We look back at the Center’s first study of sports and media use, as well as opinions about the performance of NBA commissioner Adam Silver in the wake of the Donald Sterling racial slur scandal.
In 2015, we conducted our first survey on sports, the media, and technology. One question in that survey asked: which of the major sports league commissioners was doing the best job? We asked about eight different leagues, one of which was the NBA (National Basketball Association).
The commissioner of the NBA (who was not identified by name in the survey) came in second to the commissioner of the NFL, with 21% of respondents saying that the NBA commissioner was doing the best job. That the NFL commissioner ranked first, with 29%, is interesting given some of the high-profile issues affecting professional football at the time, but we will leave that story for another day. For this Web Insight, we will look at the data about the NBA commissioner.
In February 2014, Adam Silver took over as commissioner, replacing David Stern. Just three months into Silver’s tenure, he banned Donald Sterling, owner of the Los Angles Clippers, from the league for life. This action was in response to racist comments made by Sterling during a private telephone conversation he had with his girlfriend. Silver fined Sterling US$2.5 million, which was the maximum allowed under the NBA Constitution. He also strongly (and successfully) urged owners to vote to expel Sterling from ownership of the Clippers.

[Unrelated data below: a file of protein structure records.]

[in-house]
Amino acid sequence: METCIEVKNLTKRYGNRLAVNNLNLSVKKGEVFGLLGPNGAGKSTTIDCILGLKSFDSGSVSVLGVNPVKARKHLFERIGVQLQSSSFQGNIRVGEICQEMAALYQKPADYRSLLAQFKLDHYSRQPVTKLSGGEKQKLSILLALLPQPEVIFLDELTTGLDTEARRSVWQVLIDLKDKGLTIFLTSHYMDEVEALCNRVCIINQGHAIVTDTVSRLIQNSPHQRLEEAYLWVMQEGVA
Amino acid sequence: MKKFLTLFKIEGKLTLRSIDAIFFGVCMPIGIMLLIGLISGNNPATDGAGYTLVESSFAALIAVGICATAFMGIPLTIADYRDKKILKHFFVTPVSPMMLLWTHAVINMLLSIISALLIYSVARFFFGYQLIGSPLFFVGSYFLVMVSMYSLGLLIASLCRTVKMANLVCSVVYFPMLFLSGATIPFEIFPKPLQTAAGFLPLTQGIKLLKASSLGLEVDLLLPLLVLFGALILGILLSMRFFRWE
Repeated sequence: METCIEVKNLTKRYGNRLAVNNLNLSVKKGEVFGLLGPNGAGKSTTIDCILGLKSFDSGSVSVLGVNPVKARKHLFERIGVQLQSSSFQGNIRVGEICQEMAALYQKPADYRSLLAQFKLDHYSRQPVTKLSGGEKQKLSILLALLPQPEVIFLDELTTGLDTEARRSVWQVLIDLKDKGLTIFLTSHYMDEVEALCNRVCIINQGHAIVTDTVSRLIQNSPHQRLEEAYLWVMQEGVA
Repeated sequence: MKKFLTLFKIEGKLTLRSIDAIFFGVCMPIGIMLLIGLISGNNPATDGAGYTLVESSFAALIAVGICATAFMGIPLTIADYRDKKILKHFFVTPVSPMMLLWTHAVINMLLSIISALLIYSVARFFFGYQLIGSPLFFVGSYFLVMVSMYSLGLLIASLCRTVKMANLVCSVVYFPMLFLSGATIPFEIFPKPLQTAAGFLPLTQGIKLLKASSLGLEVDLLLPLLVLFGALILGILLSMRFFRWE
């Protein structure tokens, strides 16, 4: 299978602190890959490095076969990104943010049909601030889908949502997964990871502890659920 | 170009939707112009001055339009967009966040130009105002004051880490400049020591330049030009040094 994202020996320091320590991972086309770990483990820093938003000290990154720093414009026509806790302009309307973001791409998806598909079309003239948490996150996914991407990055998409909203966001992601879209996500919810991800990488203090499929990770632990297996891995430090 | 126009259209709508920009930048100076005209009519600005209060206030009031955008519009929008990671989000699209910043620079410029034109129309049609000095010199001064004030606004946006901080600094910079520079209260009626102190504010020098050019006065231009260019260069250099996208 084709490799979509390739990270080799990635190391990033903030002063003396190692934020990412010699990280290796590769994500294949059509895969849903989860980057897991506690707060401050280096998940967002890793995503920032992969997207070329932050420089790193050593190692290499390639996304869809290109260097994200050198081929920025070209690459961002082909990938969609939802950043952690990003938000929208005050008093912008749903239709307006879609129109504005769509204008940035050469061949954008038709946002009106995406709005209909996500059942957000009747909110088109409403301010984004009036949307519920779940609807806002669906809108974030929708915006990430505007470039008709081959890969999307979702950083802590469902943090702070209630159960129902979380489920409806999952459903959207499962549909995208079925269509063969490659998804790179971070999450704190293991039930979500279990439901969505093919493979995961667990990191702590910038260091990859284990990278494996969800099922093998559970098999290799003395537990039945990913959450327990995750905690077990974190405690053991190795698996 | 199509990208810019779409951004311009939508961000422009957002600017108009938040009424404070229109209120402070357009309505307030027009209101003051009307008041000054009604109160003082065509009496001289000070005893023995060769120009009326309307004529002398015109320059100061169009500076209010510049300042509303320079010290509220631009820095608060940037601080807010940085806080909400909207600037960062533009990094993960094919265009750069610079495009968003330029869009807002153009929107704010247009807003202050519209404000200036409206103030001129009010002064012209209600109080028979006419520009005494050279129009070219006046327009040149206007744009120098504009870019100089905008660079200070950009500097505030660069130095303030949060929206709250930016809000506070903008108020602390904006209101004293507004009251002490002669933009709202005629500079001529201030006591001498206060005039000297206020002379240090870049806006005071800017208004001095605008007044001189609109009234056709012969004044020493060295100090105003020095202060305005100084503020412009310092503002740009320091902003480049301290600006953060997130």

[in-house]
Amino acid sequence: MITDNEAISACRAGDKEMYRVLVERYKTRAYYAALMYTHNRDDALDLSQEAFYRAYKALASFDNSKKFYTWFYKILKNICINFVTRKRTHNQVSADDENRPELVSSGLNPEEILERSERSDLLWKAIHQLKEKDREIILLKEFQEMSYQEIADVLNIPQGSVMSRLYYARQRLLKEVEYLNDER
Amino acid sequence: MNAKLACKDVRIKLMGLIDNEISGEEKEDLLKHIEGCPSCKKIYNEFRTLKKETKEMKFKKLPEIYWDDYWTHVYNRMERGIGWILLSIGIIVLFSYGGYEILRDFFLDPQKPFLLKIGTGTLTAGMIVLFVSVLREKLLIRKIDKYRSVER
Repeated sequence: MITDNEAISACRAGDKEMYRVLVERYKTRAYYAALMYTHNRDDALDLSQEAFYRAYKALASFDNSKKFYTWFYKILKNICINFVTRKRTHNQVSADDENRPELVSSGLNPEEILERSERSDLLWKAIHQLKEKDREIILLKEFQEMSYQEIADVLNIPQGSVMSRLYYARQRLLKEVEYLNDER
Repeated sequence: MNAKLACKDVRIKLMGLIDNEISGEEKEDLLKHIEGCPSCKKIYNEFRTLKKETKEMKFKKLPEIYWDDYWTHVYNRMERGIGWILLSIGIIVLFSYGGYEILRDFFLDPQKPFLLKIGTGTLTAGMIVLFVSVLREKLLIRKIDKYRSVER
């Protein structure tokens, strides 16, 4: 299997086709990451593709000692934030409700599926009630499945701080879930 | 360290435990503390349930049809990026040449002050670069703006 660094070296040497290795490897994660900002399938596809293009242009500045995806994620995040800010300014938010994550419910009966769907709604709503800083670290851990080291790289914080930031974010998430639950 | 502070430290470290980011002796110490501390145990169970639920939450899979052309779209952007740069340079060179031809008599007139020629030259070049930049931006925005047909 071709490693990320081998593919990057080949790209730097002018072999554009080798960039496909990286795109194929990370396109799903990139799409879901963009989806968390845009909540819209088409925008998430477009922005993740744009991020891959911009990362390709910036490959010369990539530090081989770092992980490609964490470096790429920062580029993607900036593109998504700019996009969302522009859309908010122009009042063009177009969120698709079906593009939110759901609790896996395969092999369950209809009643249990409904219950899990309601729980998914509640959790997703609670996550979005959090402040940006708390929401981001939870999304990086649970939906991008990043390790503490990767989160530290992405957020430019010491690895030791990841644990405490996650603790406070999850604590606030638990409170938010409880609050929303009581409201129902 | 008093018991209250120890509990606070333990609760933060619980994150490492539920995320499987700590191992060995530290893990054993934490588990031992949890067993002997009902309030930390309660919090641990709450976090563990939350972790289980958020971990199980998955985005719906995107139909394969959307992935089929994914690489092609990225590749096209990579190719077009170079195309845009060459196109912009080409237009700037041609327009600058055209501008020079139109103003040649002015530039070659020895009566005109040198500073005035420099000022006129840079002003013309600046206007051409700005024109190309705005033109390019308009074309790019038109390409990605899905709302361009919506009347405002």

With this information for background, it is interesting to see who was most likely and least likely to say that the commissioner of the NBA was, of all the commissioners, doing the best job in 2015. The key variables that distinguish high versus low support are race and age.
Views by race
Only 14% of white respondents said that the NBA commissioner was doing the best job. This was significantly less than the 28% reported by both Latinos and Asians, and 44% of African Americans who said the same.
Views by age
Age played a significant role in views about the NBA commissioner. Only 15% of those in the 65-74 age range and 12% of those age 55-64 ranked the NBA commissioner as the best. This compares with 20% for respondents age 35-44, 25% for those age 25-34, and 35% for those age 18-23.
In other words, support for the NBA commissioner tended to decrease as age increased. And respondents who were white were less likely to support the NBA commissioner compared to those in other racial/ethnic groups.
See all Web Insights.
January 9, 2018